GCHQ

It is important that there is proper oversight of the work and actions of our intelligence and security services, particularly in light of the recent revelations. More needs to be done to make this a reality, but we must also of course balance the need for transparency with the operational effectiveness of the security services.

Lib Dems in government passed legislation in 2012 to transform the powers of the Intelligence and Security Committee (ISC), a cross-party Commons committee that has oversight of the intelligence services, including GCHQ. The Bill gave the ISC new powers to call for evidence from the intelligence services, hold them to account, and to select the membership of the committee themselves, rather than being appointed by the Prime Minister. The ISC will have a role in overseeing the wider government intelligence community and have retrospective oversight over operational activities on matters of significant national interest.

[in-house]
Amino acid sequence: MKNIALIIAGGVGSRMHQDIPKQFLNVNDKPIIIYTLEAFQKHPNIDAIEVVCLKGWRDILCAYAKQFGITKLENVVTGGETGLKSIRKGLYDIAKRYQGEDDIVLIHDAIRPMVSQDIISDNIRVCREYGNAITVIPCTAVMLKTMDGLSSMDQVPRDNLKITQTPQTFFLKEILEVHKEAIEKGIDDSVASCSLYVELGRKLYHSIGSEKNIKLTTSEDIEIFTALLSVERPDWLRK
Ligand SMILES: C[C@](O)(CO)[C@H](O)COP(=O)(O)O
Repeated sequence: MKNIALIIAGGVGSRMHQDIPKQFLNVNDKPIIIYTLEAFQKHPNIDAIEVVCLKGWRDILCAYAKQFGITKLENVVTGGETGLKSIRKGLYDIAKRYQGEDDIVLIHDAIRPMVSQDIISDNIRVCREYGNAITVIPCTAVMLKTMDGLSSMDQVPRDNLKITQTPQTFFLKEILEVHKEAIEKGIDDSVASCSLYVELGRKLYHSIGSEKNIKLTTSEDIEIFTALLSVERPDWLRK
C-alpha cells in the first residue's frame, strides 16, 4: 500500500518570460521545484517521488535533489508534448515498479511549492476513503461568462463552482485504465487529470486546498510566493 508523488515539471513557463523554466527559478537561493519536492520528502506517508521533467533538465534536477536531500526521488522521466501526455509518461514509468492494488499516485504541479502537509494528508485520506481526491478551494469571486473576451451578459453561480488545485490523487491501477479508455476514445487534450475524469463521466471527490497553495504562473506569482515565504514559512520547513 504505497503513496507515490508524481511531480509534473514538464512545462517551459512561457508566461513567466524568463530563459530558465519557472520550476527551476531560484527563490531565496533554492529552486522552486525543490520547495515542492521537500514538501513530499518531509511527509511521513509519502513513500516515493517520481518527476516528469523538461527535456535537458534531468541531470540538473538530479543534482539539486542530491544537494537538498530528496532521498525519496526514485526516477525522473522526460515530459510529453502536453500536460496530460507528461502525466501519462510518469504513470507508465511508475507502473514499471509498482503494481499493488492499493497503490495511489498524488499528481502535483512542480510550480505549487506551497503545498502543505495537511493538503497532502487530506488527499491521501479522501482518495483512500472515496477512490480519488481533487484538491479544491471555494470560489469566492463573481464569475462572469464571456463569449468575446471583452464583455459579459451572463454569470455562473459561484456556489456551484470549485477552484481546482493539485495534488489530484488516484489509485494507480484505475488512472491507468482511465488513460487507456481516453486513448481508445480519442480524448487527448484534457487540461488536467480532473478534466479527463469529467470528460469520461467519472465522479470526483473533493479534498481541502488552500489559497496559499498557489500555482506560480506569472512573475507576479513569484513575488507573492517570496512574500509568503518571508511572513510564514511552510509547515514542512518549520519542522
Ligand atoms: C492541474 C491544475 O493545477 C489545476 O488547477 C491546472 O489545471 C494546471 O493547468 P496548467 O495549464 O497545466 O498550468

The recent intelligence and security committee hearing at which the Heads of MI5, MI6 and GCHQ gave evidence confirming the principle that open debate over security is possible and necessary, although clearly this is only a start.

You may be interested to know that in my role as Minister of State at the Home Office I am, at the request of the Deputy Prime Minister, actively considering the wider matters relating to the security services and in particular the balance between liberty and security. I am sympathetic to the idea of a review of how existing security and surveillance measures are working in practice, and a review of the Regulation of Investigatory Powers Act (RIPA), which regulates the powers public bodies have to carry out surveillance and investigation, including the interception of communications would also be helpful.

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